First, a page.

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Labor Hoarding and the Business Cycle

  • Craig Burnside
  • Martin Eichenbaum
  • Sergio Rebelo

Existing Real Business Cycle (RBC) models assume that the key impulses to business cycles are stochastic technology shocks. RBC analysts typically measure these technology shocks by the Solow residual. This paper assesses the sensitivity of inference based on Solow residual accounting to labor hoarding behavior. Our main results can be summarized as follows. First, the quantitative implications of RBC models are very sensitive to the possibility of labor hoarding. Allowing for such behavior reduces our estimate of the variance of technology shocks by 50%. Depending on the sample period investigated, this reduces the ability of technology shocks to account for aggregate output fluctuations by 30% to 60%. Second, our labor hoarding model is capable of quantitatively accounting for the observed correlation between government consumption and the Solow residual. Third, unlike standard RBC models, our labor hoarding model is consistent with three important qualitative features of the joint behavior of average productivity and hours worked: (i) average productivity and hours worked do not display any marked contemporaneous correlation, (ii) average productivity is positively correlated with future hours worked, and (iii) average productivity is negatively correlated with lagged hours worked.

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File URL: http://www.nber.org/papers/w3556.pdf
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Paper provided by National Bureau of Economic Research, Inc in its series NBER Working Papers with number 3556.

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Date of creation: Dec 1990
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Publication status: published as Journal of Political Economy, Vol. 101, No. 2, pp. 245-273 (April 1993).
Handle: RePEc:nbr:nberwo:3556
Note: EFG
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  1. Martin S. Eichenbaum & Lars Peter Hansen, 1987. "Estimating Models with Intertemporal Substitution Using Aggregate Time Series Data," NBER Working Papers 2181, National Bureau of Economic Research, Inc.
  2. Evans, Charles L., 1992. "Productivity shocks and real business cycles," Journal of Monetary Economics, Elsevier, vol. 29(2), pages 191-208, April.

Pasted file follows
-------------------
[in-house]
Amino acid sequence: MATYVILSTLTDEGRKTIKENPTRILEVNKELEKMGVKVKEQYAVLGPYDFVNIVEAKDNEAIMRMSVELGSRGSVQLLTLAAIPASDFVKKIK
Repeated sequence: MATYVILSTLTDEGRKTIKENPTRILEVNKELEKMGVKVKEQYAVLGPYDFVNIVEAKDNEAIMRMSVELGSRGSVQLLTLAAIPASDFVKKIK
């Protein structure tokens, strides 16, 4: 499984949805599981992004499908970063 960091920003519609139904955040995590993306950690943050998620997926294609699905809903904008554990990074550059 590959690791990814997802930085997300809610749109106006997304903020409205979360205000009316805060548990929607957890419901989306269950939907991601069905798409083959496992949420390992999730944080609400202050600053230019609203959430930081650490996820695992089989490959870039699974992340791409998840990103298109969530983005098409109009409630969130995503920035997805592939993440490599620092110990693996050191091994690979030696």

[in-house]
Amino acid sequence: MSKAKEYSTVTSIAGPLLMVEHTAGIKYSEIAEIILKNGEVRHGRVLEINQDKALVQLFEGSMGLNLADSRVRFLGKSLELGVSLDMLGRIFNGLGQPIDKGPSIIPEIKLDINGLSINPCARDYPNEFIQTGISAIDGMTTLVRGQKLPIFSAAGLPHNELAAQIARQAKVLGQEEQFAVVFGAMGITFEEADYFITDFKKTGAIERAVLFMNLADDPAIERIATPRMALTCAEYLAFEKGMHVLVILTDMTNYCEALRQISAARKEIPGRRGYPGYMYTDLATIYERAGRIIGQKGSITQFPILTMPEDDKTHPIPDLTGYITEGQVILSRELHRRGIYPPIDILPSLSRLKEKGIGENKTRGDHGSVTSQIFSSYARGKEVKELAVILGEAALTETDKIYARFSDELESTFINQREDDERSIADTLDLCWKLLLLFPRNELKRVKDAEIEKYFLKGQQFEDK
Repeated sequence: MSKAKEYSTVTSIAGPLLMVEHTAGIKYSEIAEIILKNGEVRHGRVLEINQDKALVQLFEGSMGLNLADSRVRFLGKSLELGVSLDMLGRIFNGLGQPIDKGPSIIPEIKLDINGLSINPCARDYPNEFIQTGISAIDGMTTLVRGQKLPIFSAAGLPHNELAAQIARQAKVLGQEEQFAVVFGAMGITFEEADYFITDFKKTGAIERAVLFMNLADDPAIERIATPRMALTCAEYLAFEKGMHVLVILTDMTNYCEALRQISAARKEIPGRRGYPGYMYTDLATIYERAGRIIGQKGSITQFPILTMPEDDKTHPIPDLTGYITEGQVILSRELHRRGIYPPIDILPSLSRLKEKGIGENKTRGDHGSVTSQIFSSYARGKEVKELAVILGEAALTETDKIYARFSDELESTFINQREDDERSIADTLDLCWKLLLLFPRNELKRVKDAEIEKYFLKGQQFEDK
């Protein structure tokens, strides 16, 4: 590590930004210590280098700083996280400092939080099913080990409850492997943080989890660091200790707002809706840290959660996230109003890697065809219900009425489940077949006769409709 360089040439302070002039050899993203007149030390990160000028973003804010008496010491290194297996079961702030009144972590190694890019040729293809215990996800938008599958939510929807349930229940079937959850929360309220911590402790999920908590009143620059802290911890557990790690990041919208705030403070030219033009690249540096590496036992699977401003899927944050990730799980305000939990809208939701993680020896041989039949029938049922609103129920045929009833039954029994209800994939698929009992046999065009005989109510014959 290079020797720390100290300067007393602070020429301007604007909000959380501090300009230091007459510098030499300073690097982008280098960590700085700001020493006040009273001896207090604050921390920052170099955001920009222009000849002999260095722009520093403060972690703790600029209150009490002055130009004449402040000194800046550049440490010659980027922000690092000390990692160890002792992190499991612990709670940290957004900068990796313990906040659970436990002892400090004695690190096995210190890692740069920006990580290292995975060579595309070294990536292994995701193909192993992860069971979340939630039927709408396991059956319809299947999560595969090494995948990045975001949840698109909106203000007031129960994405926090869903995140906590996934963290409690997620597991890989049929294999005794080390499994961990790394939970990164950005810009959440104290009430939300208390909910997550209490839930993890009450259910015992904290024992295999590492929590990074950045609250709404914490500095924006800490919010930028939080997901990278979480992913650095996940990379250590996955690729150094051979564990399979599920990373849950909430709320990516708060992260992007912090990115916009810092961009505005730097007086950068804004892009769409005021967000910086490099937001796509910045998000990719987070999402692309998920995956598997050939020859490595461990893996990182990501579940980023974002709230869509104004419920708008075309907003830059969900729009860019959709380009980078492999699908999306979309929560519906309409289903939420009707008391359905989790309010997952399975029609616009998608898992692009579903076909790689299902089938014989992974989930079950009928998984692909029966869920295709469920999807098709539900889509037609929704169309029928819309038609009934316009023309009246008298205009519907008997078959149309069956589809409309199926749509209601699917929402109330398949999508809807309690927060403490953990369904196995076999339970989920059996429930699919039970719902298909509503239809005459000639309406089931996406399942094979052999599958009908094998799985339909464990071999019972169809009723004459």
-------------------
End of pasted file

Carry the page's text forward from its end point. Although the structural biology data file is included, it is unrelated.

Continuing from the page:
3. Hall, Robert E, 1988. "The Relation between Price and Marginal Cost in U.S. Industry," Journal of Political Economy, University of Chicago Press, vol. 96(5), pages 921-47, October.
  4. Baxter, Marianne & King, Robert G, 1993. "Fiscal Policy in General Equilibrium," American Economic Review, American Economic Association, vol. 83(3), pages 315-34, June.
  5. Jess Benhabib & Randall Wright & Richard Rogerson, 1990. "Homework in Macoreconomics I: Basic Theory (Part I of II)," NBER Working Papers 3344, National Bureau of Economic Research, Inc.
  6. Robert J. Gordon, 1980. "The "End-of-Expansion" Phenomenon in Short-run Productivity Behavior," NBER Working Papers 0427, National Bureau of Economic Research, Inc.
  7. Prescott, Edward C., 1986. "Theory ahead of business-cycle measurement," Carnegie-Rochester Conference Series on Public Policy, Elsevier, vol. 25(1), pages 11-44, January.
  8. Richard Rogerson, 2010. "Indivisible Labor, Lotteries and Equilibrium," Levine's Working Paper Archive 250, David K. Levine.
  9. Lawrence J. Christiano & Martin Eichenbaum, 1990. "Current real business cycle theories and aggregate labor market fluctuations," Working Paper Series, Macroeconomic Issues 90, Federal Reserve Bank of Chicago.
  10. Julio J. Rotemberg & Lawrence H. Summers, 1988. "Labor Hoarding, Inflexible Prices, and Procyclical Productivity," NBER Working Papers 2591, National Bureau of Economic Research, Inc.
  11. Lawrence J. Christiano, 1987. "Why is consumption less volatile than income?," Quarterly Review, Federal Reserve Bank of Minneapolis, issue Fall, pages 2-20.
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